Remembering “Bubby,” the Best Kind of Grandfather
Love and Lessons From a Legendary Man
By Mary Catherine Fondren
One of the first things I was told when I arrived at Texas Parks & Wildlife magazine for my internship in January was that I had one big shadow to live up to. Now, if I could have put words in the publisher’s mouth, I would have probably interjected “humongous,” “gigantic,” maybe “colossal”? Surely something greater than merely “big”.
As my three weeks continued, I realized this shadow I have been blessed with is one that I couldn’t have thrived without — one that has made me passionate about the things I love and has made me work hard for the things I want.
Though my grandfather might not have acknowledged it, those who crossed his path were blessed to have known such a legendary man. A man who never bit his tongue, was a rough-and-tough kind of guy, a savvy business entrepreneur, a football fanatic, a die-hard fisherman, a flower photographer, a conservationist and, most importantly, a family man.
Walter Fondren III, or, as our family called him, Bubby, was hands-down the best grandfather anyone could ever dream of (and I’m not just bragging). With my 14 cousins in tow, Bubby created a world in which all you needed was family. Whether we were out hunting at the ranch or casting lines from the dock in Port O’Connor, he was our personal guide through life. My oldest cousin, Michael, referred to his guidance as the “School of Bubby.” School was always in session; no matter where you were or what you were doing, there was always a lesson (or a “Bubbyism,” as we liked to call it) to be learned.
One of the first Bubbyisms I can remember is: “A fishing pole and tackle are two ingredients that you have to have in life.” Fishing was a word that Bubby forged into my vocabulary from the day I could talk. He made sure my cousins and I didn’t forget the importance of everything from casting a reel to conserving what was in the canal.
When I close my eyes, I can still see my grandfather up in his chair at the front of the boat, casting into the back bay in Port O’Connor, with the same trademark hat and glasses, telling yet another story about life. There wasn’t a day in the summer when he wasn’t braving the Texas heat to be out on the water, and once he ventured back from his journey, you couldn’t get him to stop talking about it. I can’t remember a summer where I didn’t spend every waking moment on the top seat of the boat tower or finding shells at Sunday Beach with my grandfather by my side.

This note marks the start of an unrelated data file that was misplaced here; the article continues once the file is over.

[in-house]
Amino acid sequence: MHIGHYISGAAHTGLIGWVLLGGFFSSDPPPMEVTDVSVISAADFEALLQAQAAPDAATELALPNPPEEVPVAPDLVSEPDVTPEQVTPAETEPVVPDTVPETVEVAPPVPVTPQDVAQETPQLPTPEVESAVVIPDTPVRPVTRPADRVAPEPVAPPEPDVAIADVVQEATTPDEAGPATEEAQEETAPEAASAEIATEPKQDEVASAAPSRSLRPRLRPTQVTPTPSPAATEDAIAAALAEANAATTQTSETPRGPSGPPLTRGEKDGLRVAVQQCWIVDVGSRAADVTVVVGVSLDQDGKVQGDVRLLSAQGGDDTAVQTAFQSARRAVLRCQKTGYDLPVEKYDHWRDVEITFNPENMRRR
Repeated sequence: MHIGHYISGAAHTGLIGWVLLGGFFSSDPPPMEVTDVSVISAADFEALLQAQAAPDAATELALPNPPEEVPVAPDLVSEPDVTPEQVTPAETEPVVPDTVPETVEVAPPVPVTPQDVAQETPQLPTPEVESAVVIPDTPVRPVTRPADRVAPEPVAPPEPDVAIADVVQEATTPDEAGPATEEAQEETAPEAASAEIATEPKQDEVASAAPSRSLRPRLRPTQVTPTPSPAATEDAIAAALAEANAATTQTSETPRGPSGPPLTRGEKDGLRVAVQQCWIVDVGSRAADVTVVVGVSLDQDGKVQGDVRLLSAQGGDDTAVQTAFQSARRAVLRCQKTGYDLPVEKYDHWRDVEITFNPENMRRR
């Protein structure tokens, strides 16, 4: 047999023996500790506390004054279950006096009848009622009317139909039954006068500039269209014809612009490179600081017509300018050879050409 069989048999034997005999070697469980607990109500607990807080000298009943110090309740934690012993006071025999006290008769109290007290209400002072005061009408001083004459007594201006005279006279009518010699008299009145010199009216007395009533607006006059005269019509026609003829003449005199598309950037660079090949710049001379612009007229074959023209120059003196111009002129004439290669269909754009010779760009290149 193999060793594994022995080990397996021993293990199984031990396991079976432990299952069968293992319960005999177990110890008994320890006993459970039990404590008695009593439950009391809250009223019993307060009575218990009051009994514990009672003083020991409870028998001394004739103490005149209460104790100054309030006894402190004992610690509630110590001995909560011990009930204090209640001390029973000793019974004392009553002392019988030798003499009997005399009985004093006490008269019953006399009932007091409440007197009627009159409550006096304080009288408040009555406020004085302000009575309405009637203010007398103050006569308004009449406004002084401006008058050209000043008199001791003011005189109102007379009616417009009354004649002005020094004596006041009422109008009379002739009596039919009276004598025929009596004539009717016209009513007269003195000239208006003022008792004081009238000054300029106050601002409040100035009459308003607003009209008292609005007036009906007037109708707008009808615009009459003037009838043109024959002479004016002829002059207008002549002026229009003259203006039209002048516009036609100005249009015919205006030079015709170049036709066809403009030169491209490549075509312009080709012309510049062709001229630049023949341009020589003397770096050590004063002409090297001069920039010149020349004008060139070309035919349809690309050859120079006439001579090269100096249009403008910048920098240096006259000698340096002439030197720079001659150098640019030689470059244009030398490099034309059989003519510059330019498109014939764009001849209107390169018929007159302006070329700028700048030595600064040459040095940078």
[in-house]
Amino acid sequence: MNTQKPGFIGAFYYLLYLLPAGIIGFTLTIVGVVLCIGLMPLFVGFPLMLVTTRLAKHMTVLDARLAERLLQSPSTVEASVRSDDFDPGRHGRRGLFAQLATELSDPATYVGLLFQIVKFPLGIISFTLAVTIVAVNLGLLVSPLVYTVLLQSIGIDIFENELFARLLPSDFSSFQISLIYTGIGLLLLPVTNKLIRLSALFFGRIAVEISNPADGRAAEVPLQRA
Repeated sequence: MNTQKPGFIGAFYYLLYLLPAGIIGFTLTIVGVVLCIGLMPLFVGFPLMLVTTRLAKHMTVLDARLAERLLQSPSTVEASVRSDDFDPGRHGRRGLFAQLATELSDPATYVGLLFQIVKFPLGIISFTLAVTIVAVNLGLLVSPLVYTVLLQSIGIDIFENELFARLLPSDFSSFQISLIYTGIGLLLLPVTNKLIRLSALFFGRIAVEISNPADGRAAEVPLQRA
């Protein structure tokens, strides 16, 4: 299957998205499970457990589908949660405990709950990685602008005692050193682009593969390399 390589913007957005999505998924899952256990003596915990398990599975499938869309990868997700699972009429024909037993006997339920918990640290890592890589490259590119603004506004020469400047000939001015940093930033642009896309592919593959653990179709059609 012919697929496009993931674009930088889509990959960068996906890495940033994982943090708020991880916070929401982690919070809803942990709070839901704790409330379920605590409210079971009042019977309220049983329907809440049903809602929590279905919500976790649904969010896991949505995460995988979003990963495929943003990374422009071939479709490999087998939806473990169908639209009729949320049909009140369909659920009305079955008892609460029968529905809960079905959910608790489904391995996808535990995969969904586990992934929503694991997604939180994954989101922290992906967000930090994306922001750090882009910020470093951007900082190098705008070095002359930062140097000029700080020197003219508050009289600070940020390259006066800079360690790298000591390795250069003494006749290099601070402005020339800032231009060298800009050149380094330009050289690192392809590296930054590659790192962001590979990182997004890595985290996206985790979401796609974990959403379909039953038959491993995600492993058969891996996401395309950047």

As a child, I was slightly intimidated by the man who held our entire family together with his booming voice. My dad would tell us stories about him nailing shoes to the dock if they were left outside or running over a bike you forgot to put up. But, as time flew by, that rough-and-tough exterior exposed a sweet, loving grandfather who would do anything for his family.
Just two years ago, after a photo safari on the ranch, I remember him patting his knee, motioning for me to sit down on it. Then 15, I had obviously outgrown the stage of lap sitting by age and definitely size, but he didn’t care. Once I perched there, he told me to never stop following my passion for photography.
It may come as a surprise to most, but Bubby was an avid and wildly talented flower photographer. “Flowers?” I remember hearing from a friend as we flipped through his photos. Yes, flowers. There was no limit to his endless passions, and he wanted to make sure I never let mine go. He told me that following your passion meant spending countless hours devoting yourself to what you claim to love. If you didn’t devote yourself entirely, there was no passion, and that would be false.
I’d like to think that if I could put his life together in a book — OK, more like an encyclopedia set — you might be able to fully understand how great a man Bubby really was. Through his eyes, the most important lesson he taught was that life was black and white. You never change who you are, you go with what you know, and you never give up the fight for what you believe in.
The best thing about Bubby was that he was never all talk. Bubby gave every ounce of his heart and soul to fighting for what he believed in, and it showed through everything he set his mind to.
Just over a year ago, I found myself in the Fondren hospital wing, surrounded by the people I couldn’t live without – all of us there for the person we loved most. A moment filled with Kleenex and sorrow came and passed, and we found ourselves with a hole in our hearts. The grandfather we loved so dearly had ended his 73-year journey in life.
To this day, it’s hard to believe that the man who taught us everything we needed to know, anything we desired to learn and sometimes the things we didn’t want to hear, is gone. But after all is said and done, I proudly live under his shadow, following every Bubbyism I can remember, holding on to every experience I can, hoping to live a life as full as his.